This is a subject that everyone seems to have a different opinion on... "How many times can you use a bath towel before washing it?". We asked you on our Facebook page and got a TON of responses.

Here were just a few of our favorites that illustrate this difference in opinion:

  • Jillisa C.-  A week for bath towels. In theory, you're clean after a shower. Hand towels? Ha! Who knows? When my son's is visibly covered in blue toothpaste, normally. 😂
  • Kristina B.Once and only once... if they are hung up to dry in the bathroom and you don’t close the lid on your toilet... yeah you are wiping your clean body with towels that are covered in whatever spray/mist your toilet puts back into the air when you flush.... poo on your face anyone?
  • Lane P.Bath towel 13 days, your clean for gosh sake. Hand towel 6 days.
  • Linda K.- 1 for crying out loud you wipe your face and your bottom . How do you know what part was what the 2 nd time ewww!!!
  • Tim M.- Well mine just stands on its own now now towel rack needed, I call that a victory
  • Cindy R.-�� 3 or 4 for my bath towels. Hung up to dry on a heated towel rack. My kids after every shower cause it could be day or two between showers and because who knows how they did showering.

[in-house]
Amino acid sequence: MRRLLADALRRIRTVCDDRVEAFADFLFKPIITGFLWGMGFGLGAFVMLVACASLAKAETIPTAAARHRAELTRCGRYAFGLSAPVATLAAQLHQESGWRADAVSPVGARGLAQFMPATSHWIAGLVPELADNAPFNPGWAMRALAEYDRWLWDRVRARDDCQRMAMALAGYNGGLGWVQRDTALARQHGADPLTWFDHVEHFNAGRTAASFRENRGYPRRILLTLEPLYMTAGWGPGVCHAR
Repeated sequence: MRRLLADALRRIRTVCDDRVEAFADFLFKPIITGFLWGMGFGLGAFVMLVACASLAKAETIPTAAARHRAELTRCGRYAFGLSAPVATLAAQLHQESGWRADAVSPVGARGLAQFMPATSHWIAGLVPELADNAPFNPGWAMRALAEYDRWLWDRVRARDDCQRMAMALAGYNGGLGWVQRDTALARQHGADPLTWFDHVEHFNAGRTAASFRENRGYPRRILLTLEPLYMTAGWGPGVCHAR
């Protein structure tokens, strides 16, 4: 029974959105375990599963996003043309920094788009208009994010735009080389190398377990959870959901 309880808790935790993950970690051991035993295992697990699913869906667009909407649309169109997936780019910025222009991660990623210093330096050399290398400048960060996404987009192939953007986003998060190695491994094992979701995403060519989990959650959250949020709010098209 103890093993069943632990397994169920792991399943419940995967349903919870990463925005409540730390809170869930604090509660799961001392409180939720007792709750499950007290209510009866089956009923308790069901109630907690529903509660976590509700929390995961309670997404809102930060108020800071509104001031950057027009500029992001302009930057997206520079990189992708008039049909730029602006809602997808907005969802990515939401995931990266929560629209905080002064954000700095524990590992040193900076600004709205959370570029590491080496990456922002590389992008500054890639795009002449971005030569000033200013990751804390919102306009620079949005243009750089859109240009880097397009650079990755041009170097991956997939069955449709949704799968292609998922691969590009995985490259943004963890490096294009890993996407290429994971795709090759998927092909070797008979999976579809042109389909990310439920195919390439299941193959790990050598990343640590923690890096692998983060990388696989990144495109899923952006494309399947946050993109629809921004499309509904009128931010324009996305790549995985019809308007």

I'm someone that uses my bath towel for the week. However, that may change now after looking into this. According to BuzzFeed, "Towels used after bathing or showering that are just damp could be hung to dry and used up to three times, says Kelly A. Reynolds, Ph.D., an environmental health science professor at the University of Arizona.Bacteria and mold will begin to accumulate but growth will be slowed as the towel dries.” The article also states that if you notice a smell after just one use, "that's your skin and billions of bacteria stankin' up the place." Gross.

Washcloths should be washed every time you use them since they are typically heavily soaked. The article states "the moisture creates the perfect environment for bacteria and mold to grow to unacceptable levels." And when it comes to kitchen towels, you better be washing them every time too.

Kitchen cloths tend to readily attract harmful bacteria, remain damp due to soaking or frequent use, pick up food particles from kitchen practices, and are generally in close proximity to our food. This condition creates a perfect scenario for collection, growth, and transmission of germs." - Reynolds tells BuzzFeed.

The recommendation is to throw them in the laundry after each use if you want to avoid spreading bacteria on to the surfaces you eat off of.

I feel like I've learned A LOT from this conversation and will be taking this advice. Especially since now all I can think about when I look at a towel is all of the bacteria growing on it. See what other Iowans had to say about appropriate bath towel usage and leave your thoughts in the post below: